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Question 15.

0

0

**Set A** – Both types of shape here are linearly symmetrical.

**Pattern: **Members of Set A contain only shapes with at least one line of linear symmetry; members of Set B contain only shapes with no lines of linear symmetry.

**Method: **The simplest cases are the bottom-right in Set A and middle-right in Set B. Clearly, the pattern has little to do with curved or straight edges, or black or white colouration. It also helps, here, to look at the overall picture across each of the sets. Set B contains a lot of relatively unusual shapes, including many examples of the “L” or “tick” shape and the squiggly rectangle. This should encourage you to look for the symmetrical properties of the shapes in each set.

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Question 16.

1

11

**C** – This contains both three quadrilaterals and two triangles, and so satisfies the requirements of both sets.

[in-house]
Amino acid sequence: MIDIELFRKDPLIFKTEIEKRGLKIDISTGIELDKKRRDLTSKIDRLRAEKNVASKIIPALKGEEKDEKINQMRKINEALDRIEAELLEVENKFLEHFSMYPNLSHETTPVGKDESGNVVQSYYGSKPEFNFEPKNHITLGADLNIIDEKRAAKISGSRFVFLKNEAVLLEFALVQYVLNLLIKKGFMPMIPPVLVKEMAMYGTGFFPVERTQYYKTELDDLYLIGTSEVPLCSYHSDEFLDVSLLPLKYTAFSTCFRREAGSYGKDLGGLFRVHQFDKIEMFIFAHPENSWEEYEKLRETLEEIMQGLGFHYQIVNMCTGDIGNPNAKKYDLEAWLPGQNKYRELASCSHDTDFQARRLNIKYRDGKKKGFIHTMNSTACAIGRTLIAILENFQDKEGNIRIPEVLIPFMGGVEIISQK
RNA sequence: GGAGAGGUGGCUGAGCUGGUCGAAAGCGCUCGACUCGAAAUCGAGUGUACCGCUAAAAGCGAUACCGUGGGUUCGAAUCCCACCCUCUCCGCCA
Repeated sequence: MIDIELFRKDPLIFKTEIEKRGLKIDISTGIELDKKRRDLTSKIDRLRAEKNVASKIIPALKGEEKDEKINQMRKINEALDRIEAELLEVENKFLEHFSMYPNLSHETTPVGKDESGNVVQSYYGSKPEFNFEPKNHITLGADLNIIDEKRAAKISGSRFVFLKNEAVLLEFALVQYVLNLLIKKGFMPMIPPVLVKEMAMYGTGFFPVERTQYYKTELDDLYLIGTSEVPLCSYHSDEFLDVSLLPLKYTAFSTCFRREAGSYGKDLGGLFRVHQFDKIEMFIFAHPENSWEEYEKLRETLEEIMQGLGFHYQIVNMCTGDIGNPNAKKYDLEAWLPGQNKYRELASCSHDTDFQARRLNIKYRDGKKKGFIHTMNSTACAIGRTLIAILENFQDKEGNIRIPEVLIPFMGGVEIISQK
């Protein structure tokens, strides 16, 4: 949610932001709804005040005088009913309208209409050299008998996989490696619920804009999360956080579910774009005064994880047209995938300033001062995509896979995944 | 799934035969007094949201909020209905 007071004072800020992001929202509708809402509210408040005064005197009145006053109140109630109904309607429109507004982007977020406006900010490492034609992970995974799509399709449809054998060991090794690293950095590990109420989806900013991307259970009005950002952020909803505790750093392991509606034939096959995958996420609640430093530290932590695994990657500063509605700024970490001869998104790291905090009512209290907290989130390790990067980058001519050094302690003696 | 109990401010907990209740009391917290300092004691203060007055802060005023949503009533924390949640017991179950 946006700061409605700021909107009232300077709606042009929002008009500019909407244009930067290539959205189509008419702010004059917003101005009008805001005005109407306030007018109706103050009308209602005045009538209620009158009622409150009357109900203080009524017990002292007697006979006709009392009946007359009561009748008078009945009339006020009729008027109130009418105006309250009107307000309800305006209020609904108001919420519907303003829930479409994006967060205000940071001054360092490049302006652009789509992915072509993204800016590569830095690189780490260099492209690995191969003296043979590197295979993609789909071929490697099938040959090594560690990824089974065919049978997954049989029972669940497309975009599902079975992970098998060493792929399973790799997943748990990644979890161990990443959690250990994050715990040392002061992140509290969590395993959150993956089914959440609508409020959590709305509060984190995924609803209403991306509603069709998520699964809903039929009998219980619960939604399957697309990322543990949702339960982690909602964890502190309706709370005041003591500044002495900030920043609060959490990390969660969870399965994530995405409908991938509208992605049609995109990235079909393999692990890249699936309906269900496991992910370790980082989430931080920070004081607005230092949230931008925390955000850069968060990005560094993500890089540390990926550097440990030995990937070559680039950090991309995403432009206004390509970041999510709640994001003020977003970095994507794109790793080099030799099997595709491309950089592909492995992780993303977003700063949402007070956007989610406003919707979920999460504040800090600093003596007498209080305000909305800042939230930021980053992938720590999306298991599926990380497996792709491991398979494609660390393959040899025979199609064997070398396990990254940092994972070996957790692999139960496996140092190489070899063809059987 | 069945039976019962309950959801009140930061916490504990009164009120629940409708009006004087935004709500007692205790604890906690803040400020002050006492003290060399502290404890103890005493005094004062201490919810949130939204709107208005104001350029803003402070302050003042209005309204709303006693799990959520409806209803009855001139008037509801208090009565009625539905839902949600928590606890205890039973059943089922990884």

**Pattern: **Members of both sets contain six elements whose colour, black or white, is irrelevant. Specifically, members of Set A contain three quadrilaterals (square/rectangle/diamond), whilst members of Set B contain two triangles (right-angled or isosceles).

**Method:** Colour can quickly be ruled out, e.g. by looking at the middle-right and bottom-right members of Set A. Checking a few boxes for the number of sides rules out this, too. It’s hard to find “simplest” cases in each set, but comparing within the sets helps – in A, there is no single common shape amongst the members (hexagons, crosses, stars or circles), but the abundance of squares, rectangles and diamonds should become apparent; likewise for triangles in B.